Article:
“Noir is a retroactive label, applied first by vigilant French cineasters who discovered an unexpectedly dark tone in a group of American crime films released in France at the end of World War II” (Hirsch, Detours and lost higways, 1999, p.2)
Wether or not film noir is a genre or just a movement is debatable. Is it only a product of time; “World War II [with an Atom bomb for the world!], German Expressionism, existentialism and Freud as they were filtered into pop culture” as writer Paul Schrader (Taxi Driver, Raging Bull) would argue. Or has it distinct universal features as the femme fatale, the private eye burdened with his own code of honor and the mix of violence, sex, greed and loss of innocence.
Surely these features are more consolidated and full-fledged in “after noir” movies as Orson Welles’ Touch of Evil or Polanski’s Chinatown. Quoting Marx, history is not an entity in itself, but merely a product of man, such as other idealistic phenomenas: God, King and State. Film Noir therefore were probably only fully grown as genre when the synthethical “after noir” movies brought together the film interpretations of antitheses and theses in the current movement discovered by the French cineastes in 1955 (Panorama du film noir americain, Raymond Borde and Etienne Chaumeton)
According to Foster Hirsch the era of Film Noir can be said to take it’s beginning in 1941, where the “chiaroscuro, canted angles, ceiling shots, and deep focus” shots create neurotic and unstable mise-en-scène in films as The Maltese Falcon and Citizen Kane (though one should not forget Fritz Lang, German Expressionism and poetic realism in prewar France (Carne’s Jour se lève, 1939 and Renoir’s Chienne 1931 and Bete humaine, 1938))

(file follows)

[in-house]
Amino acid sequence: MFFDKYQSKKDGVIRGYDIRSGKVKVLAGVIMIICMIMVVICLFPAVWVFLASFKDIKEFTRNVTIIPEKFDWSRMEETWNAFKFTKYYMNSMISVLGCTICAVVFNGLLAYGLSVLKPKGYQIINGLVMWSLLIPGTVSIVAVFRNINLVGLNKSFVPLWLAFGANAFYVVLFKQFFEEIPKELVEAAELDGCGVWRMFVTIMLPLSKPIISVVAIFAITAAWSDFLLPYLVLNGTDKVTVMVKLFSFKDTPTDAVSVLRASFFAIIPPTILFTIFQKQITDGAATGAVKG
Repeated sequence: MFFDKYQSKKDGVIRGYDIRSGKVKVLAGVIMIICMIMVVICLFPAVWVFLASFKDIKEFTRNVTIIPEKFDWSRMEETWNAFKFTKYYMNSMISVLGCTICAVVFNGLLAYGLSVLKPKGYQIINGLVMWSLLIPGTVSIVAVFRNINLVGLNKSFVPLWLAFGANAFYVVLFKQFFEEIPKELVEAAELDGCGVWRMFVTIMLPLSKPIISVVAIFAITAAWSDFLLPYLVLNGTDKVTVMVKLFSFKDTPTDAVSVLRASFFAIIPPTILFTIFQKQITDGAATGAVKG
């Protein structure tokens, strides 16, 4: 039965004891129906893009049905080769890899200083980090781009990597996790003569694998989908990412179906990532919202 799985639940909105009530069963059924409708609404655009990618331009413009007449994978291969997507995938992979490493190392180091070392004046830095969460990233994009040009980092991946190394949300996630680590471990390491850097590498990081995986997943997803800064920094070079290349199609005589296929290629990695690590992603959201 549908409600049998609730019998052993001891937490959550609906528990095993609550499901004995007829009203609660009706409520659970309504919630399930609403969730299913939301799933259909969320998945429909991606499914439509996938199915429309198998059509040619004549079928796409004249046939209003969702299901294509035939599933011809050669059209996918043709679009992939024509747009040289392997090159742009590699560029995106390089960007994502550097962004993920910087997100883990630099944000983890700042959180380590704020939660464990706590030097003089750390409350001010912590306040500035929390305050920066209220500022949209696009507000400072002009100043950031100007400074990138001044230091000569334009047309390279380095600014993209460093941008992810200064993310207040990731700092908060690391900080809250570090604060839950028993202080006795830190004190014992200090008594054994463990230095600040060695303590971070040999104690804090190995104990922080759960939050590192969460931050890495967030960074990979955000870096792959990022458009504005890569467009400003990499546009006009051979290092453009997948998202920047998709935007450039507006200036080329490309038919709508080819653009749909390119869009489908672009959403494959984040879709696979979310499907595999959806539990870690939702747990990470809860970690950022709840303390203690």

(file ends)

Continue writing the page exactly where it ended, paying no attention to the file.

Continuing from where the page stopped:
What is neo noir then? Godard’s A bout de souffle, 1959, alters the image, L.A. Confidential, 1997, merely makes a pastiche, and Lynch’s Twin Peaks, 1990, just a parodi? Which qualifies for the genre?
And on regard of Twin Peaks: Joy, joy, to read Søren Staal Balslevs review/commentary, Noir parodi (in Danish), on the DVD-release of Twin Peaks.
The list of films
The Third Man, 1949, (Carol Reed’s, might be the one and only!)
The Killing, 1956 (Kubrick’s, screenplay by Jim Thompson)
Odds Against Tomorrow, 1959
Cape Fear, 1962 (and a Scorsese remake from 1972)
The Manchurian Candidate, 1962
Point Black, 1967
Le Boucher, 1969 (Chabrol’s meditation on a serial killer. of new wave instructors Chabrol, the French Hitchcock, pursued a much more conventional course than either Godard or Truffaut)
Dirty Harry, 1971
The Long Goodbye, 1973 (Altman’s, with the iconic figure: Philip Marlowe)
Hammeth, 1983 (Wenders’)
The Underneath, 1995 (remake of Criss Cross, 1949)